Michael Avenatti says there are other Trump-Cohen 'tapes' and he knows 'substance of some'
The attorney represents porn star Stormy Daniels, who is suing the president.
Michael Avenatti, the outspoken lawyer who's representing adult-film actress Stormy Daniels in her case against the president, claimed former longtime Trump personal attorney Michael Cohen recorded more than one conversation with Donald Trump -- and that he knows "the substance" of what they discussed.
"I know the substance of some of the tapes," Avenatti told ABC News Chief Anchor George Stephanopoulos on "This Week" Sunday.
The New York Times was first to report the existence of a recorded conversation between then-candidate Trump and Cohen, his attorney at the time. In the recording, which was discovered during a court-ordered seizure of Cohen's business records and documents, Trump talks about making a payment linked to former Playboy model Karen McDougal.
McDougal said she had a 10-month "romantic relationship" with Trump. In March of 2018, she filed a lawsuit seeking to invalidate a contract she signed with American Media, Inc., the parent company of the National Enquirer. AMI purchased the rights to McDougal's story for $150,000 in August 2016. As part of the deal, she agreed to write columns for AMI and appear on the covers of its fitness magazines.
According to McDougal's suit, AMI colluded with Trump and Cohen to "buy the story not to publish it, because [AMI CEO David Pecker] was a close friend of Mr. Trump" -- a practice known colloquially as "catch and kill." The lawsuit was settled in April.
Trump, through spokespersons, has denied McDougal's claim that the two engaged in an affair. In February, a White House spokesperson told ABC News, "This is an old story that is just more fake news. The President says he never had a relationship with McDougal."
Although Avenatti has long claimed that there are many recordings of Trump’s conversations, his assertion hasn’t been corroborated.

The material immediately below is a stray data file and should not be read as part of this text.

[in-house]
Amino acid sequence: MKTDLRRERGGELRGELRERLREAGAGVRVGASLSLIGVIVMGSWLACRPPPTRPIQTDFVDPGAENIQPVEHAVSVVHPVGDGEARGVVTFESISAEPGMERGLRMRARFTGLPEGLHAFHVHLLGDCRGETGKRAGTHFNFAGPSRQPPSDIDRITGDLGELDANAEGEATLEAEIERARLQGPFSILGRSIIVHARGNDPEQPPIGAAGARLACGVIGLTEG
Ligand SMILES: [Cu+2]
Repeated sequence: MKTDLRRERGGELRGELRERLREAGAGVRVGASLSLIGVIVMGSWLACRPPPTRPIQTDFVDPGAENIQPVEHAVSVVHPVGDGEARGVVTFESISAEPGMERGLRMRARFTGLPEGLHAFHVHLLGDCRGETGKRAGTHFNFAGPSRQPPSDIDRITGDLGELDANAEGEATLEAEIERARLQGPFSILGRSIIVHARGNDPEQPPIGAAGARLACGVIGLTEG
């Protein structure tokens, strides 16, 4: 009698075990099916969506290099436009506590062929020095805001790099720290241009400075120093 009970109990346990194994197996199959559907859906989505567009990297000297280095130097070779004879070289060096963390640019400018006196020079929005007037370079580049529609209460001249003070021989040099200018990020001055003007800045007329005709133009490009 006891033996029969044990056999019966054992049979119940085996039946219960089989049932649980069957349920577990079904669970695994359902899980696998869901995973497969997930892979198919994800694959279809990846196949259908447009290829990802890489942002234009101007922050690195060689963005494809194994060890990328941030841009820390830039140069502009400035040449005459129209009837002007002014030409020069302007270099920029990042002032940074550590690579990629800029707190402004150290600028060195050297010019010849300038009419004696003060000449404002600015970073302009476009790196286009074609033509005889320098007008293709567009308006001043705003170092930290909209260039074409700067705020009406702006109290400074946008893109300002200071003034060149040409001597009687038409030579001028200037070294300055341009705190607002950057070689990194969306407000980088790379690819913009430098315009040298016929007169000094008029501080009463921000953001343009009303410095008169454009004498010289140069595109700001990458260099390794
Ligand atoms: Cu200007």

"If I'm wrong" about the existence of more tapes, Avenatti said on "This Week," "then why don’t we have Mr. Trump or his attorneys come forward today, right now, and claim there are no other tapes."
An attorney for Cohen, Brent Blakely, said neither he nor his client "provided any information to Mr. Avenatti, are in any way cooperating with Mr. Avenatti, or have any interest whatsoever in cooperating with Mr. Avenatti to the detriment of President Donald Trump."
"Mr. Cohen's legal matters," Blakely, who represents Cohen in the Daniels' suit, added, "will not be tried in the court of public opinion, but in a court of law."
Alan Dershowitz, a professor emeritus at Harvard Law School, questioned why Avenatti would have access to possible recordings by Cohen, asserting that if such conversations existed, they should have been protected by attorney-client privilege.
Dershowitz said that Cohen is "not allowed to cooperate with anybody if there's lawyer-client privileged material."
"All of the information that the FBI seized, that's not under lock and key," said Avenatti, defending the credibility of his assertions. "The only way that it would be improper for me to have it is if I got it from the FBI or somebody in law enforcement. There's a host of other ways I could have obtained that information ... I could have received it from Michael Cohen, I could have received it from Michael Cohen's counsel, I could have received it from others."
Avenatti also said he had an unplanned encounter with Cohen at a New York City restaurant on Monday, where they had a conversation he described as "fruitful," suggesting that Cohen might eventually "assist" in the Daniels case.
"We've continued to have a dialogue," Avenatti said to Stephanopoulos. "And I think that, ultimately, George, Michael Cohen is going to assist us in our search for the truth and what happened here."
"I think," Avenatti added, "you've seen an evolution by Michael Cohen over the last month or so, with the retention of Lanny Davis and others,” referring to Cohen's recent hiring of the former Clinton White House official who wrote a book arguing former FBI Director James Comey cost Democratic candidate Hillary Clinton the 2016 election.
Davis said a few hours after the broadcast that Cohen has not shared information with Avenatti.
"Despite @MichaelAvenatti statement this morning on @ABC @GStephanopoulos implying otherwise," Davis wrote on Twitter, "in fact, @MichaelCohen212 did not and has never shared any information about any tapes or anything else with Mr. Avenatti," adding the hashtag #InnuendosAreNotFacts.
Avenatti, meanwhile, fired back at Cohen and his attorneys Sunday evening, tweeting that Cohen is "refusing" release recordings and documents.
"At the same Mr. Cohen (with attys Davis & Blakely) is trying to sell himself as a 'Patriot,' he is refusing to make public the numerous recordings and docs that he presently has (that are not AC priv)," he said, apparently referring to attorney-client privilege. "He remains loyal only to Mr. Trump and the cover-up. #StillDishonest."
ABC News' James Hill contributed to this report.
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